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Kansas City could soon start building a 'once-in-a-lifetime' park that covers I-670 downtown

This stretch of I-670 downtown will be capped as part of a proposed $160 million project.
Frank Morris
This stretch of I-670 downtown will be capped, and officials hope the first two blocks will be finished by the 2026 World Cup.

Kansas City lawmakers recently approved millions in state and federal funding for the four-block South Loop project, getting them significantly closer to their fundraising goal. Officials hope the first half of the park could be finished by the 2026 World Cup.

Kansas City’s plan to build an urban park above a portion of Interstate 670 — capping an unattractive portion of downtown with public green space — is well on its way, with officials saying that construction might begin by the end of the year.

On Thursday, Kansas City Council approved $57 million in state and federal funding for the four-block South Loop project. Officials hope a portion of the park can be completed before soccer fans arrive in Kansas City for the 2026 World Cup.

According to KCUR’s calculations, the recent funding makes for a total of $129.2 million raised, just shy of the $135 million that city officials previously said they need to get construction moving.

Other sources of funding so far include:

  • An anticipated $30 million from Missouri’s 2025 fiscal year budget, which is awaiting approval from Missouri Gov. Mike Parson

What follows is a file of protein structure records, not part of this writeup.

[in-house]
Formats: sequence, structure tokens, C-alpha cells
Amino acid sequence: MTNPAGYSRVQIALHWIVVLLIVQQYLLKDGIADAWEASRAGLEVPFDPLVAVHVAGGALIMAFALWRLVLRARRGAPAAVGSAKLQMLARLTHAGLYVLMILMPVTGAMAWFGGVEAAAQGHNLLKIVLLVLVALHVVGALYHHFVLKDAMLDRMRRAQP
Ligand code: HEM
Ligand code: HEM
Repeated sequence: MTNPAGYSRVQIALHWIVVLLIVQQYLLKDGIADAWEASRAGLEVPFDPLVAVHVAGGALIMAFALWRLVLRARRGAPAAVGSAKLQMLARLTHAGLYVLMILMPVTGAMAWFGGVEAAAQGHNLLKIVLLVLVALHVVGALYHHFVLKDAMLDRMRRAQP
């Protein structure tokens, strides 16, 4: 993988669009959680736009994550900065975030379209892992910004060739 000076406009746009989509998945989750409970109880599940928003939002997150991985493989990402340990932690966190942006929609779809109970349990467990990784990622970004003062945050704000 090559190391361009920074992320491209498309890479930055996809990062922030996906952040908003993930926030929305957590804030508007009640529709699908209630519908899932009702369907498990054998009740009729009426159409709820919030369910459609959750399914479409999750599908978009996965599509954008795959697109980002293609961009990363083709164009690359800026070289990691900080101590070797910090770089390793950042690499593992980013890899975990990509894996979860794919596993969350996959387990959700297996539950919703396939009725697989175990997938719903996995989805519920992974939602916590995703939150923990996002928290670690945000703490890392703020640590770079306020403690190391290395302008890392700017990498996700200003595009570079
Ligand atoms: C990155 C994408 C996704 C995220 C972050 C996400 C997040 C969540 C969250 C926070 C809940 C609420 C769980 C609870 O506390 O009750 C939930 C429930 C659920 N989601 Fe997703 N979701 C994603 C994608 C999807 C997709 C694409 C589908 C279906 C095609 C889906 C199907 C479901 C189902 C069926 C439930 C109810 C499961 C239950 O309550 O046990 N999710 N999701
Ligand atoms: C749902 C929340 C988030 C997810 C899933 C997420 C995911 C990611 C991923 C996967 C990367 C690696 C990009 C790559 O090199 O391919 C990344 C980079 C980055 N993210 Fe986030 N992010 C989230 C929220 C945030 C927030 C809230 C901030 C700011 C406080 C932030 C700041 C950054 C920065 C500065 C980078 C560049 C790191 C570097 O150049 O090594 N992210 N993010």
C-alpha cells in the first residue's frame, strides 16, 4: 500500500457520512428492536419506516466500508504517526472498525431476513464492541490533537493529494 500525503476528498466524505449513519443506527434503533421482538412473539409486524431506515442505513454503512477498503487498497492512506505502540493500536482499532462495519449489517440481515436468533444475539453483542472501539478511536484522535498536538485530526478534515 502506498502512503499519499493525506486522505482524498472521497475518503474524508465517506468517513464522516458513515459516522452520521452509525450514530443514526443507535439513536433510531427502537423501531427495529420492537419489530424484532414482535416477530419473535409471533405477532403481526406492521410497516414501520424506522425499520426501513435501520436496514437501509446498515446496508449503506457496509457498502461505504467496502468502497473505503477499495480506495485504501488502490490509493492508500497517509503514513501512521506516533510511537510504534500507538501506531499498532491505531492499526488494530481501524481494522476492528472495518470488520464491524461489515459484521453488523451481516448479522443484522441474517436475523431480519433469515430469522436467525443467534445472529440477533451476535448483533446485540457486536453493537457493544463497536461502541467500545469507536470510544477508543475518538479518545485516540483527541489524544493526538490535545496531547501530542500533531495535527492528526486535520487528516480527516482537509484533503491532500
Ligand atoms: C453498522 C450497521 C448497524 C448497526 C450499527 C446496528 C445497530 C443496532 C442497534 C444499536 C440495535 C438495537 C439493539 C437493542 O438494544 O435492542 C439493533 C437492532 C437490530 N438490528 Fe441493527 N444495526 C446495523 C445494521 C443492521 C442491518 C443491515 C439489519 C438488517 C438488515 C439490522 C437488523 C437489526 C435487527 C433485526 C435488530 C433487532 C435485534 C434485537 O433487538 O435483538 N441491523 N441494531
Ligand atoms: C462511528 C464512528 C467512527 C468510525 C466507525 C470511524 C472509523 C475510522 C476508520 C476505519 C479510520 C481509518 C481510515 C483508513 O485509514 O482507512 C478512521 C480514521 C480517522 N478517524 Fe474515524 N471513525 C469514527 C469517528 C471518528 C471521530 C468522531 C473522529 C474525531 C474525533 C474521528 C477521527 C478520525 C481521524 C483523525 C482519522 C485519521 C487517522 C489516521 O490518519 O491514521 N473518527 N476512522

• $10 million in city money
  • $22 million from private donors (including H&R Block, JE Dunn Construction, Americo Life Inc., Blue Cross and Blue Shield of Kansas City, and Evergy)

The South Loop project also received a state tax credit equivalent to $10 million, according to the mayor’s office. Kansas City applied for $75 million through a federal grant with the U.S. Department of Transportation, but did not receive the money.

Mayor Quinton Lucas, a major advocate for the initiative, said that the city plans to request more federal funding, as well as search for more private corporate and foundation support.

“My preference, of course, is always more private funding,” Lucas said. “Private donors have been an important part of this.”

When it’s all said and done, Kansas City expects the South Loop Project to cost $217.2 million.

Constructing an urban park on top of I-670 would fundamentally change the shape and feel of Kansas City’s downtown. Spanning 5.5 acres above the highway, from Wyandotte Street to Grand Boulevard, the South Loop would provide a public leisure and green space, a feature currently missing from much of downtown.

A graphic shows people enjoying a green park.
City of Kansas City, MO